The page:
Then look at the group of men in that upper room. They were men full of a spiritual aspiration, but threatened by opposition, not merely the opposition of men who were angry with Jesus, and about to crucify Him; but that most subtle and forceful opposition of worldliness in the true and New Testament sense of that word, those materialized ideals for which the enemies of Christ stood, and which had gained so strong a hold upon the heart of the multitudes. That little group of men in the upper room saw Him going. They had been able to believe while He was with them. They had been able, with Him, even though tremblingly, to believe in His philosophy when He said, “Be not afraid of them which kill the body and after that have no more that they can do.” But He was going. How were they to be true to that high spiritual ideal, with all the forces of the cosmos as men were interpreting it, against them. To them, thus filled with foreboding, He said, “Be of good courage,” there is nothing to fear. Do not be afraid.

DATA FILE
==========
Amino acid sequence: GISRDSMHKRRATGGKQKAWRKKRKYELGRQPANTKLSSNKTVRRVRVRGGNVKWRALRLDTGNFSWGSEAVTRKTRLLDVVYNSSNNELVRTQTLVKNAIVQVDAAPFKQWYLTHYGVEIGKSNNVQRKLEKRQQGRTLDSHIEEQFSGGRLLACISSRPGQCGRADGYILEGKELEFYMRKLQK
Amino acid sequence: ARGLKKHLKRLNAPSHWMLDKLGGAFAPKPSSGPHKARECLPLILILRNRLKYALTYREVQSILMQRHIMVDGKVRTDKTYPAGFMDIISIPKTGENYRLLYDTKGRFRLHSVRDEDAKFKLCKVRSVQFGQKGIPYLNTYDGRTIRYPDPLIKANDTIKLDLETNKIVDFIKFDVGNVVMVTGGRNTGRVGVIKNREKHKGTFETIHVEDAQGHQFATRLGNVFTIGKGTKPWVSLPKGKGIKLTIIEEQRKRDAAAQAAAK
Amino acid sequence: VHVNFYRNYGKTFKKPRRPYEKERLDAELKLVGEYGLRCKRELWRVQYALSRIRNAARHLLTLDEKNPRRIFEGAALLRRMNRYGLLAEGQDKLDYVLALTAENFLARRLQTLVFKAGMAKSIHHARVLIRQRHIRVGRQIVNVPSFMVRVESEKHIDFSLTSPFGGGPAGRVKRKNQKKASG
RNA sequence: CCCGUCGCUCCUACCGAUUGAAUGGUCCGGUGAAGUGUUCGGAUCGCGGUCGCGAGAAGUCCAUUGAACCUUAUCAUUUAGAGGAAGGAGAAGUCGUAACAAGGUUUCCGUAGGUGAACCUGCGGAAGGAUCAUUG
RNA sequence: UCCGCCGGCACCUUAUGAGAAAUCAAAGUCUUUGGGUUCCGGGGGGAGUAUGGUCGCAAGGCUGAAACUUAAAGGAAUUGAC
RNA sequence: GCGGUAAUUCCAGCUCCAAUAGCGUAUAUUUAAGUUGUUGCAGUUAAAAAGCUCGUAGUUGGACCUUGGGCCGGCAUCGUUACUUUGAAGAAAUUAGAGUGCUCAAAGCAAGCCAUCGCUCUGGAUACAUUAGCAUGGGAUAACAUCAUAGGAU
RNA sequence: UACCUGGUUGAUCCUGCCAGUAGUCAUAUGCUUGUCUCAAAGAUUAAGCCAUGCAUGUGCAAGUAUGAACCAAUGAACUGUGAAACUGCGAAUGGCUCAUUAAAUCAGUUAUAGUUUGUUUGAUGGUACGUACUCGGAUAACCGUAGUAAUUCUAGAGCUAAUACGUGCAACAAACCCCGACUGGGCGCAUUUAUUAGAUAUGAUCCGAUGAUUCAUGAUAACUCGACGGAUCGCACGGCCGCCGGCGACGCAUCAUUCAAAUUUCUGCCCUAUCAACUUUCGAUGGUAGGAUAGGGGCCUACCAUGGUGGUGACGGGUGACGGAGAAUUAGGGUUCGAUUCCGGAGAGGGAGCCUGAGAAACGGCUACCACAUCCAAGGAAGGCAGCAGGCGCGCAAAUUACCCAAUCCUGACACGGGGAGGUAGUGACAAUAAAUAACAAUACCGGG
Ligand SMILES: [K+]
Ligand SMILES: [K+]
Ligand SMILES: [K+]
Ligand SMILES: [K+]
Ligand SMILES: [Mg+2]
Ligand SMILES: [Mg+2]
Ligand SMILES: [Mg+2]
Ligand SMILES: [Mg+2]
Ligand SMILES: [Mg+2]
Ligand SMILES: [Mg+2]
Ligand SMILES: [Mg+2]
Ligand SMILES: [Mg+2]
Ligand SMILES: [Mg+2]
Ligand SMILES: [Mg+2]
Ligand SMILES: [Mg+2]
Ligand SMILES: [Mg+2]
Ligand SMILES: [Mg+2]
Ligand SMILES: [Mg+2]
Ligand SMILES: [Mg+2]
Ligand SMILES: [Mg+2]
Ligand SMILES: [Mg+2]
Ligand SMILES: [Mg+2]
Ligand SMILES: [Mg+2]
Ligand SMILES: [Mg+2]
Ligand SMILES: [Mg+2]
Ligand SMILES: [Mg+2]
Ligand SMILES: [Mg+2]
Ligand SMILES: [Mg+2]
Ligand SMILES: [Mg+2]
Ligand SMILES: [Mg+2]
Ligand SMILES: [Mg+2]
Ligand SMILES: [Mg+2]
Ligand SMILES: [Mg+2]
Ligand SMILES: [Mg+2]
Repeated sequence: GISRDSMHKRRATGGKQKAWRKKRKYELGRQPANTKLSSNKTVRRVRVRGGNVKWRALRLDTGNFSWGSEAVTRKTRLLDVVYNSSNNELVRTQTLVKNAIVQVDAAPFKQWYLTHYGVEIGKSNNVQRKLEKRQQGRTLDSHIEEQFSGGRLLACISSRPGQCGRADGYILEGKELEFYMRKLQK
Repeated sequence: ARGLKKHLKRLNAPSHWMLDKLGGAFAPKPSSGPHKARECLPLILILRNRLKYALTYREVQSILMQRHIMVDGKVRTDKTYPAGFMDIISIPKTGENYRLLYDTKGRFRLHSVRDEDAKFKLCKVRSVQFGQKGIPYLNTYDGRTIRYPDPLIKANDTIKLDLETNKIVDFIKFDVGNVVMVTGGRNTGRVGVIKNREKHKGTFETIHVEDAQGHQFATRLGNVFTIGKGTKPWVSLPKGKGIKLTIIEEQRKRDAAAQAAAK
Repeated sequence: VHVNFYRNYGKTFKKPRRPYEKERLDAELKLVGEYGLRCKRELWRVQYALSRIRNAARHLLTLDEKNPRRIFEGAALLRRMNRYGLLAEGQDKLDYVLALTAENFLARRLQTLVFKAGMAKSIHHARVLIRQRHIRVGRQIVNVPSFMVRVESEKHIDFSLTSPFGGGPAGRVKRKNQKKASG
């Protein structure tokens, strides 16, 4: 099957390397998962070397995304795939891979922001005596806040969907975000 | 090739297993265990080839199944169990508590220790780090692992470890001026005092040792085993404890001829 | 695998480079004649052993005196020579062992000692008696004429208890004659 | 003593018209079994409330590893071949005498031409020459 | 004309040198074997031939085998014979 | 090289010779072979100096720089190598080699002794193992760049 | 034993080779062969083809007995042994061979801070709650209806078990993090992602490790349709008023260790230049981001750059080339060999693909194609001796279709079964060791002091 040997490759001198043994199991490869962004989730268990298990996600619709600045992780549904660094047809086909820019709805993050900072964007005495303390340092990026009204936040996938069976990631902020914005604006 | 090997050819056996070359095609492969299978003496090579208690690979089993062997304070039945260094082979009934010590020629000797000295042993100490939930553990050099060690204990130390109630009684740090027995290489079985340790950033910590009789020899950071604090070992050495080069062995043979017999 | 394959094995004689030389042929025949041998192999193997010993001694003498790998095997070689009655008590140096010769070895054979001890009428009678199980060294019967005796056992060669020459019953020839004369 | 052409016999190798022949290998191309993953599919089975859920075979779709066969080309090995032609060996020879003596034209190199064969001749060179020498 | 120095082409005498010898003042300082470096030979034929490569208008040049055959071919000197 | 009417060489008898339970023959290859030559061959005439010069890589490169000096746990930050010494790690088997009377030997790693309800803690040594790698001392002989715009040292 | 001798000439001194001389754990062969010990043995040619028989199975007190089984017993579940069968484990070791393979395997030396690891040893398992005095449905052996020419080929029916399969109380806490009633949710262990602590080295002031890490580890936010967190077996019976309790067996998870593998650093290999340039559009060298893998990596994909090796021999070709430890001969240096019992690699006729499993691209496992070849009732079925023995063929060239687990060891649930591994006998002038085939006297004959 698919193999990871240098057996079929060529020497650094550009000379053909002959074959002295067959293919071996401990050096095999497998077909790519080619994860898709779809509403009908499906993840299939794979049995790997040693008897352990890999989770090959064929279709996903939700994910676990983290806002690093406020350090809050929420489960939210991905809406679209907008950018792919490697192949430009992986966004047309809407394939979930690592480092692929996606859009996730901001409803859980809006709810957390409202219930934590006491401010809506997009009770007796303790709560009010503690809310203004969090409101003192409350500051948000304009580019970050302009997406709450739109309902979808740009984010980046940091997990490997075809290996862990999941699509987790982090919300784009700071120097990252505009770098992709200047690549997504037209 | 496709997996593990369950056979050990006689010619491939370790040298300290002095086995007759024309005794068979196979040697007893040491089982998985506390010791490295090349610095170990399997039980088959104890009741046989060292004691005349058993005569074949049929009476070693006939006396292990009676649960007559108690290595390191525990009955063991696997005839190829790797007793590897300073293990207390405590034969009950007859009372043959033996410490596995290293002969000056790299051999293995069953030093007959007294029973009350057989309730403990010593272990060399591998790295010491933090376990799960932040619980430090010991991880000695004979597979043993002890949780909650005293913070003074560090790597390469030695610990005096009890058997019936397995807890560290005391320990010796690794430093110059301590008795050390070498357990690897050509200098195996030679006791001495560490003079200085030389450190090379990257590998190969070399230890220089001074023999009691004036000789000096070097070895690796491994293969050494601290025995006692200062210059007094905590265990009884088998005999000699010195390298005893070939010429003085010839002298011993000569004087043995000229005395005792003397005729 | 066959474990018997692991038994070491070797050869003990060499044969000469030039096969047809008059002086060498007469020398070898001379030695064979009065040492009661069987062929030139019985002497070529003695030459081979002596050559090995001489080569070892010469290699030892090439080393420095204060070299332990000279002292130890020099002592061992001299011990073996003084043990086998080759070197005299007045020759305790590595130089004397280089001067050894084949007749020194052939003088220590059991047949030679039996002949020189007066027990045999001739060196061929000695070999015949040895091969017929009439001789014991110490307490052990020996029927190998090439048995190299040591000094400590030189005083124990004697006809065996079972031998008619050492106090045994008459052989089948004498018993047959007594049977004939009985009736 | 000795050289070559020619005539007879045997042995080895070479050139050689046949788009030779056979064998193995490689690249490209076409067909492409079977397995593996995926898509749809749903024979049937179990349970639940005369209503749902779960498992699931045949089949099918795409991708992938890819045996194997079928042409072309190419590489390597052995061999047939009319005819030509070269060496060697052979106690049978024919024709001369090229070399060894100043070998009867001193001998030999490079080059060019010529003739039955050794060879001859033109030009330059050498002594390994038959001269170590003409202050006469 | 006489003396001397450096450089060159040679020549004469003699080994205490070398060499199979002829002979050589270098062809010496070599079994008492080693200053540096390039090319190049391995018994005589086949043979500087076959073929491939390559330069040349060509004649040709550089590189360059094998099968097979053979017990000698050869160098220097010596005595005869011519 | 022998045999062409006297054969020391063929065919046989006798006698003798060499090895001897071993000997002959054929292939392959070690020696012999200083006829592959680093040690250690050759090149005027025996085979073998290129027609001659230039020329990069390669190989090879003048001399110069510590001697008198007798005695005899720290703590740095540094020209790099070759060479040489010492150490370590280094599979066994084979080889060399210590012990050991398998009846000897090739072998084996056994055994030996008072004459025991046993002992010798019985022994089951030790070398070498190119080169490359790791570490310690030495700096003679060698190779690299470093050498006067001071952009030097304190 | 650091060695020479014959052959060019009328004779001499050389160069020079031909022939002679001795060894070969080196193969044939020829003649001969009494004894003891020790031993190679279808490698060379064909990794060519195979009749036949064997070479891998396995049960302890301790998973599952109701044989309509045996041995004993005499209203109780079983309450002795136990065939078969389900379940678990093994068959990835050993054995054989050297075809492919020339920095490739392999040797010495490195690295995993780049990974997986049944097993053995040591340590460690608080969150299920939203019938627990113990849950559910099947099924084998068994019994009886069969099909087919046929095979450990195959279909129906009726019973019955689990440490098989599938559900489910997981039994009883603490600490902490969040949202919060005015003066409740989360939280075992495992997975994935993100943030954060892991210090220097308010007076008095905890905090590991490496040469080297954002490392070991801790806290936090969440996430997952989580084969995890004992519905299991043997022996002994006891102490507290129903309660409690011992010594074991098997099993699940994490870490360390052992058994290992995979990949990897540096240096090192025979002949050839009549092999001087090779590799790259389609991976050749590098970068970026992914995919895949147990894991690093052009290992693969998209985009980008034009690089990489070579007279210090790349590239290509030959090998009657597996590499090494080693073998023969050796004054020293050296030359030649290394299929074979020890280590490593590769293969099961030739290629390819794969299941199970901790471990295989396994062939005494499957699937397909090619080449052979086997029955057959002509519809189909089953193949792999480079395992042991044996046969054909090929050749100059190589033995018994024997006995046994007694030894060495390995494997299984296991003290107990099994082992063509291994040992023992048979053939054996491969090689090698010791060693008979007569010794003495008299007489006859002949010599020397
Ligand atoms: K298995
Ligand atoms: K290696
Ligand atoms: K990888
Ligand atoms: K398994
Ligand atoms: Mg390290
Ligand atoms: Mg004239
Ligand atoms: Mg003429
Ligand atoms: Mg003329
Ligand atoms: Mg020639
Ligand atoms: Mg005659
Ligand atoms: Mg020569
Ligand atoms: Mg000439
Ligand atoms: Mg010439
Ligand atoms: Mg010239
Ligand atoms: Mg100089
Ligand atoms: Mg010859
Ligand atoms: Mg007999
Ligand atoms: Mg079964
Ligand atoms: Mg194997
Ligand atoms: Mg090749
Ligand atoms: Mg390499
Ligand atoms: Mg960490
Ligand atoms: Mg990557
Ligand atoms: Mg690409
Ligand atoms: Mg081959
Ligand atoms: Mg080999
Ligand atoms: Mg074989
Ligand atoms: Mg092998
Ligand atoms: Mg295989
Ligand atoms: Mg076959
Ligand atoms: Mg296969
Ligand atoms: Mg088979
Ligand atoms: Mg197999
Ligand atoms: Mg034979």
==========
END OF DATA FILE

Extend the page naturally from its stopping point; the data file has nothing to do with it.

And then we come to the picture of Paul, the man of high purpose, and unswerving devotion, who had said, “I must also see Rome,” knowing that Rome was the very center of the world, the strategic point from which to proclaim the Gospel and send the messengers of the King along all her highways through the nations. Everything appeared as though he were not going to reach Rome. He was in Jerusalem, and there he had been mobbed, and barely rescued yesterday; and conspirators were planning to murder him to-mor-row. Paul was not grieved by reason of his own imprisonment. He was troubled because he was an ambassador in bonds, and his high purpose was being hindered. It was night, when suddenly the Lord spoke to him; and said, “Be of good courage,” Paul, there is nothing to be afraid of, neither the mob of yesterday, nor the conspiracy of tomorrow; be of good courage.